University of Utah Hospital has begun to cancel some elective surgeries as patients with COVID-19 fill more and more beds — and the intensive care unit has been about 95% occupied, a hospital spokeswoman said.
The reduction in elective surgeries “isn’t across the board,” like it was when Utah hospitals braced for the first coronavirus outbreaks in the spring, said U. Health spokeswoman Kathy Wilets. But since last week, doctors have been trying to put off procedures that can wait, Wilets said. The hospital has been canceling about five surgeries each day, of the 140 daily procedures usually performed.
Meanwhile, hospital executives reported the ICU had been at about 95% capacity as of Monday morning. “That seems pretty consistent the past few days,” Wilets said.
With 988 new coronavirus cases reported on Monday, Utah’s rate of new diagnoses declined slightly amid a testing lull — but the strain on Utah hospitals remained as high as ever.
The Utah Department of Health on Monday reported a seven-day average of 1,145 new positive test results per day — below Sunday’s rate of 1,161, but far above the state’s goal to keep weeklong averages to fewer than 400 new cases per day.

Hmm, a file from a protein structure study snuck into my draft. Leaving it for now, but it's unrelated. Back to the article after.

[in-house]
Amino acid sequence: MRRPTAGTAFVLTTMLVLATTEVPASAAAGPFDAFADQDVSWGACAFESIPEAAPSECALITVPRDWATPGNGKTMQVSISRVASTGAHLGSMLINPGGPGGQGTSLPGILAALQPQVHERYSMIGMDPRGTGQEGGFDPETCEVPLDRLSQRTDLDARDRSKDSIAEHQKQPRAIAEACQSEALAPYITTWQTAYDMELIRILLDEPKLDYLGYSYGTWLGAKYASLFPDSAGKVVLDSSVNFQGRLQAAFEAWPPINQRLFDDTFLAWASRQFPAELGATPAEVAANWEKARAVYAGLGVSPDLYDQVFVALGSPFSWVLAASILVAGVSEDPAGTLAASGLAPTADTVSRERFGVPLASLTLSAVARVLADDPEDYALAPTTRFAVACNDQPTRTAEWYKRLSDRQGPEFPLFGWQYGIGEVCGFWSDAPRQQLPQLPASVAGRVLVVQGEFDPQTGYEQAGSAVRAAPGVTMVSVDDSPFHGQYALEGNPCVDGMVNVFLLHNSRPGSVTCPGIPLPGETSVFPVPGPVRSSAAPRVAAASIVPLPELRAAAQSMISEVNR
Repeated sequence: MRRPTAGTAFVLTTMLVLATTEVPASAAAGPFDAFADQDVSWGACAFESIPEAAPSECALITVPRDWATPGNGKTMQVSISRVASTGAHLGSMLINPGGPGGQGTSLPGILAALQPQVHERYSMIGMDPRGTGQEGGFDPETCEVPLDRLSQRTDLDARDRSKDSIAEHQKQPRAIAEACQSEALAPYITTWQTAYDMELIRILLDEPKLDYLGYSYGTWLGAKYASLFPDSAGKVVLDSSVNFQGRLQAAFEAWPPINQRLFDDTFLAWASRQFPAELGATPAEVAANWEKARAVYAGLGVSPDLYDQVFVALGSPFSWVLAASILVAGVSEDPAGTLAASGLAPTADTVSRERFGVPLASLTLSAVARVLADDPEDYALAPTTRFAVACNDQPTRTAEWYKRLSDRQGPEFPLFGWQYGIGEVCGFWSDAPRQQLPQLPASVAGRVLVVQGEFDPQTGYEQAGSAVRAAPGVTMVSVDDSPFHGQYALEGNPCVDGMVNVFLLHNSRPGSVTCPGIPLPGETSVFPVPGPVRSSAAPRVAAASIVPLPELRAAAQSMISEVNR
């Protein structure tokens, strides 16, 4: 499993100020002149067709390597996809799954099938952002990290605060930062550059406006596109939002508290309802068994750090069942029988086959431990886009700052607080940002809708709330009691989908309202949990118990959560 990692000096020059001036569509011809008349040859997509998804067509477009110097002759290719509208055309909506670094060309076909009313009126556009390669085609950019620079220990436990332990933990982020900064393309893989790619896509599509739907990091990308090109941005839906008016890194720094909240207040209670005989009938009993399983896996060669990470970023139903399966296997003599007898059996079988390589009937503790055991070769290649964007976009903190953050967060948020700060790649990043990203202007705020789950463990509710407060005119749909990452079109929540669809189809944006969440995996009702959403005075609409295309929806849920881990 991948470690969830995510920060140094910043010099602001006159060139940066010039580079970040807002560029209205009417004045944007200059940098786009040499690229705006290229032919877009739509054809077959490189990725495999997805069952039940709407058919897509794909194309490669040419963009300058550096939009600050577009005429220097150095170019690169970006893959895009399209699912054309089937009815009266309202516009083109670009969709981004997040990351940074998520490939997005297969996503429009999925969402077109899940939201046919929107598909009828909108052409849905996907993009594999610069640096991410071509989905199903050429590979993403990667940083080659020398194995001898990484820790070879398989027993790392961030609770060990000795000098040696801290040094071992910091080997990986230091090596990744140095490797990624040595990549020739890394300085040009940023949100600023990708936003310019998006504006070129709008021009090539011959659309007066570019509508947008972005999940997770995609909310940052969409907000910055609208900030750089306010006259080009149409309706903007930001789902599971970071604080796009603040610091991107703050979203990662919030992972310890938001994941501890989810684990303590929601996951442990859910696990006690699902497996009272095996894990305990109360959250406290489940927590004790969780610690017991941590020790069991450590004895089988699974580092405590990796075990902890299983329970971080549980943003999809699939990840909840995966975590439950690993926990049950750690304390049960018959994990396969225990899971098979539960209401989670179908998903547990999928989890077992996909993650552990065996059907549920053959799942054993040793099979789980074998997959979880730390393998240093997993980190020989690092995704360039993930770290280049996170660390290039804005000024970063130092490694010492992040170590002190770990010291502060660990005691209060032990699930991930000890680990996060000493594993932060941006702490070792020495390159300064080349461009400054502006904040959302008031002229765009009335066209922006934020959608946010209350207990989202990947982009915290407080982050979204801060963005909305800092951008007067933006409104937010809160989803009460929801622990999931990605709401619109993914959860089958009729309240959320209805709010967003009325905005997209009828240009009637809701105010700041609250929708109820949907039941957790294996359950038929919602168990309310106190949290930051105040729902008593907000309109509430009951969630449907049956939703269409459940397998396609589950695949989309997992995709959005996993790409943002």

Utah’s death toll from the coronavirus stood at 522 on Monday, with five fatalities reported since Sunday:
- A Davis County man, age 65 to 84.
- A Garfield County woman, age 45 to 64.
- A Salt Lake County woman, older than 85.
- Two Washington County men, ages 64 to 85.
Hospitalizations held steady Monday, with 249 Utah patients concurrently admitted, UDOH reported. On average, 235 patients have been receiving treatment in Utah hospitals each day for the past week — the highest since the pandemic began.
In total, 4,331 patients have been hospitalized in Utah for COVID-19, up 25 from Sunday.
Utah’s intensive care units were 64.2% occupied as of Monday, meeting the state’s goal of less than 85% occupancy.
Most of Utah’s local health districts reported slight declines in their rates of new cases. But Tooele County reported a record high number of new cases and weeklong average, while Davis County and Central Utah Health District matched Sunday’s record highs.
For the past week, 13.9% of all tests have come back positive — a rate that indicates a large number of infected people are not being tested, state officials have said. Statewide, Utah’s rate of positive tests has been above 5% since May 25, according to UDOH data.
There were 4,360 new test results reported Monday, below the weeklong average of 8,107 new tests per day.
Patients now can get COVID-19 testing at Rice-Eccles Stadium, thanks to a program run by University of Utah Health and the University of Utah. Testing, using the saliva method, will be done Monday through Friday, 8 a.m. to 4 p.m., and Saturdays and Sundays from 8 a.m. to noon.